Half of the electorate in Umm Al Qaiwain had shown up at the polling station by 2pm.
Umm Al Qaiwain: in a small emirate, a steady turnout
UMM AL QAIWAIN // Adel Humaid gave a broad smile and held his ID against his chest after he cast his ballot. He announced enthusiastically: "I’m the first voter."
As a candidate, Mr Humaid , 45, said he was optimistic about the day and that he expected quite a few friends and family members to come and vote.
“I won’t say the number so people don’t jinx me,” the lawyer said.After candidates had cast their ballots, voters kept streaming in, which to some was promising considering the size of Umm Al Qaiwain. Of the 3,285 people chosen to vote in the emirate, about 50 per cent had voted by 2pm, said Abdullah Salem, the head of UAQ’s branch of the National Election Committee.
Between 15 and 20 per cent of those early voters were women, Mr Salem said.
People of all ages, including senior citizens with disabilities, flocked to the stations during the early hours.Jumaa Mubarak, 73, stopped every two minutes to greet people he knew.
The former diver and government employee would also pause between sentences to recite poetic verses. He was not alone; all of the voters appeared to be in the middle of a social gathering.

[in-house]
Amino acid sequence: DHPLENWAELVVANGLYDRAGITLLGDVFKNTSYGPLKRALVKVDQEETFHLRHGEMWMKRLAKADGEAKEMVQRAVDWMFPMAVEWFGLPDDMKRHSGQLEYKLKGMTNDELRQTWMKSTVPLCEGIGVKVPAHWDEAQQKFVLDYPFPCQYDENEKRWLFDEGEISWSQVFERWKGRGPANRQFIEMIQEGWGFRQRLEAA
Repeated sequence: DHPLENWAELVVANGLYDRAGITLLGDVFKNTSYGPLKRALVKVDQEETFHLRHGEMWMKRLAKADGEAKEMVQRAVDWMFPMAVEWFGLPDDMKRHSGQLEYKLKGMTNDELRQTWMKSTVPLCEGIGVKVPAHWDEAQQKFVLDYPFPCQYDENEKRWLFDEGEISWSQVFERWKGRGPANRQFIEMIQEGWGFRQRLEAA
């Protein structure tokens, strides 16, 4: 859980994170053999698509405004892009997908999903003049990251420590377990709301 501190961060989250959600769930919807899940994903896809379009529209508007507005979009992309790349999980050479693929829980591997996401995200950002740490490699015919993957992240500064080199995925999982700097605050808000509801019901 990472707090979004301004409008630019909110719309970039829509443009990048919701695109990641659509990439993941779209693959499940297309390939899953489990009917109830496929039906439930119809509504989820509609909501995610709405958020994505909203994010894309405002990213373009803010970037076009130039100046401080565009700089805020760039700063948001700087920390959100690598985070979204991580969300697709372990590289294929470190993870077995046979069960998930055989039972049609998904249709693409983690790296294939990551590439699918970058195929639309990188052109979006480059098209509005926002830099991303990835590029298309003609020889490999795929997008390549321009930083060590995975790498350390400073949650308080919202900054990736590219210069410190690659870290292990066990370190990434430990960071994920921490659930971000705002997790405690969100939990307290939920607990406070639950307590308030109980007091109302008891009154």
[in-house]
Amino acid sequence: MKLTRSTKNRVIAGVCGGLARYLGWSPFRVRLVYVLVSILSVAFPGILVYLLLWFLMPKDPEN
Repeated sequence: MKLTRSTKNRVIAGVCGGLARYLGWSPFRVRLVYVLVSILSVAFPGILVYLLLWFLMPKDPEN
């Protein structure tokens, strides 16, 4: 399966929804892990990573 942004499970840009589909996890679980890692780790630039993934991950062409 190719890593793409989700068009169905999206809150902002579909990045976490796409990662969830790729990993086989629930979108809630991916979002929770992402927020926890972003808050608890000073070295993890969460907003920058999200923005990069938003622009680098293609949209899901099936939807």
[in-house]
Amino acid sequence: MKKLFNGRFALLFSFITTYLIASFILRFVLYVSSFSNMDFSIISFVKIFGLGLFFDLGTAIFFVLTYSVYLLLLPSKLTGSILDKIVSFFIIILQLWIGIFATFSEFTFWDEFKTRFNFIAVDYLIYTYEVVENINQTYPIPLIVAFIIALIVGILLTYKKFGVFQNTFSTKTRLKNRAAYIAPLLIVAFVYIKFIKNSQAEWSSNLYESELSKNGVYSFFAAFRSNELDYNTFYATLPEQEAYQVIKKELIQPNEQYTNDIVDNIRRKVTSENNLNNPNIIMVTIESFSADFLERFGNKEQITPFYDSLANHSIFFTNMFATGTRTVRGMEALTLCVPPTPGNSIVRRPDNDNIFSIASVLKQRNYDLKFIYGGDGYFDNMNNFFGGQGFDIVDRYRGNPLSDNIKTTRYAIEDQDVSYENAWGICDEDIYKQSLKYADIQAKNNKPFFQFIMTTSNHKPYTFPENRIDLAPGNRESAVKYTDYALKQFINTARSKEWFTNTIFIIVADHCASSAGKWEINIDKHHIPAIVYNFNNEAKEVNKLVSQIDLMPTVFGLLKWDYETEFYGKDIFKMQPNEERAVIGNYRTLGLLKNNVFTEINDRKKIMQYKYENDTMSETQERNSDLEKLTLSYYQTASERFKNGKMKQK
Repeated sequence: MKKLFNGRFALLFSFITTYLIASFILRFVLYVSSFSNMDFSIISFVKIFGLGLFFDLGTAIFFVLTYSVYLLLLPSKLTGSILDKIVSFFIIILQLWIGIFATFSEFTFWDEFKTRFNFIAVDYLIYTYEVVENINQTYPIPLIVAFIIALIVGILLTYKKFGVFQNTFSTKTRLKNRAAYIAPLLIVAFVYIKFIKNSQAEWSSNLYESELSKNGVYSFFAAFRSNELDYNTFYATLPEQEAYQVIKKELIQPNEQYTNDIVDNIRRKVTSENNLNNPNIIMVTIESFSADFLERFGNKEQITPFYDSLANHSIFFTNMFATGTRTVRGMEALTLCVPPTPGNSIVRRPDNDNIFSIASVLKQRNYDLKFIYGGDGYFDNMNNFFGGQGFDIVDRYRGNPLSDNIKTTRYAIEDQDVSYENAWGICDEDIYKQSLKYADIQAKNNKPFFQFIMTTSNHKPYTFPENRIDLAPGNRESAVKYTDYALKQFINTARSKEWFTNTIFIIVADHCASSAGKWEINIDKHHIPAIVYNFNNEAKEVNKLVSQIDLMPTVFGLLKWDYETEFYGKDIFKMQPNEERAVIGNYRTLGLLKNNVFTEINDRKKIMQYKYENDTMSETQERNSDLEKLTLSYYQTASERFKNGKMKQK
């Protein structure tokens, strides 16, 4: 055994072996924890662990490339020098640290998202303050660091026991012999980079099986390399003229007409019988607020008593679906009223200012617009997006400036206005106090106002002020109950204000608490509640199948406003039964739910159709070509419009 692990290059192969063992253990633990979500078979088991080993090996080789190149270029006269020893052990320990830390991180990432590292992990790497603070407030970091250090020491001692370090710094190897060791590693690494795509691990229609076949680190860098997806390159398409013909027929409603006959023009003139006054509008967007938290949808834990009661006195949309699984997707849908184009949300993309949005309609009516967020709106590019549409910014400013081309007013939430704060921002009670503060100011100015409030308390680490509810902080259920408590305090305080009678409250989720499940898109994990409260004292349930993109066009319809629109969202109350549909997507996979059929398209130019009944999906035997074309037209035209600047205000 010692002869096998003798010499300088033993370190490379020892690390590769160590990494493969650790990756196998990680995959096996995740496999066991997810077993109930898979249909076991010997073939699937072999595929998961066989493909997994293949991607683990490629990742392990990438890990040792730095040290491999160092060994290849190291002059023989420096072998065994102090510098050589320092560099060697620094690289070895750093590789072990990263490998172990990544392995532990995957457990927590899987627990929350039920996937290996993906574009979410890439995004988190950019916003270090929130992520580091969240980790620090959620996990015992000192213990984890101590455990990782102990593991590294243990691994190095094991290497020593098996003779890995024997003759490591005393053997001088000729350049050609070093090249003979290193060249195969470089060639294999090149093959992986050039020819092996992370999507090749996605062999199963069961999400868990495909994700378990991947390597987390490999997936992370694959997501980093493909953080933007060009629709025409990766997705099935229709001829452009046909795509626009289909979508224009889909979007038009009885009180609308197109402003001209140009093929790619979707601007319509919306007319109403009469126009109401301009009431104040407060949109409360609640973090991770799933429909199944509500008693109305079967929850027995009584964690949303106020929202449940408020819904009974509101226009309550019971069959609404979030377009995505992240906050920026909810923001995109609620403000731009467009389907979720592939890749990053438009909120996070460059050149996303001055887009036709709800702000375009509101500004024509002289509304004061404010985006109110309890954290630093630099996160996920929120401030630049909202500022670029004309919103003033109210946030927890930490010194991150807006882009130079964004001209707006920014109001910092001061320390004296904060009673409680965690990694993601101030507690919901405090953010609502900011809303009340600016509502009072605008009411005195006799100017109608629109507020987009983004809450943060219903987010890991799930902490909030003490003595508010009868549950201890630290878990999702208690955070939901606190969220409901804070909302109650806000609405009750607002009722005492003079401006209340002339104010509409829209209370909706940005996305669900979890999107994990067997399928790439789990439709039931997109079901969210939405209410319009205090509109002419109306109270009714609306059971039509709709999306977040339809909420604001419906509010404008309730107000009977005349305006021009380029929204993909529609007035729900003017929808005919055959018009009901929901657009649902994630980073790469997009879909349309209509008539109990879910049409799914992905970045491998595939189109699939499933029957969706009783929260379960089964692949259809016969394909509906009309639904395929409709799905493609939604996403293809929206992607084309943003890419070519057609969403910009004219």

Despite his fragile posture and limp, Mr Mubarak showed up to vote on his own, before the rest of his family, because he considered it a national duty.His main concerns were more government support for the elderly and ensuring that no officials “detour from the right path”.
That was the attitude of most voters, including a blind man in his 70s and two others in wheelchairs who decided to make an effort and respond to the request by Sheikh Khalifa, the President, for them to vote.While many voters were there to support family and friends, Abdullah Al Shamsi, 60, a retired immigration employee, had his own problems that he hoped would be solved through the FNC.
“The cap on marriage funds should be raised. Dh15,000 is not enough,” Mr Al Shamsi said.“There should be more job opportunities for nationals and salaries should be raised.”
As a father of eight, with three of his children jobless and the males unable to afford to get married, he was speaking from his heart.
Seif Bu Osaiba, the head of his family, and his son voted for two family members who were candidates. Each voter in the emirate can vote for two candidates.
“Omar, Mohammed and Humaid will still come to vote, the rest of my sons,” he said.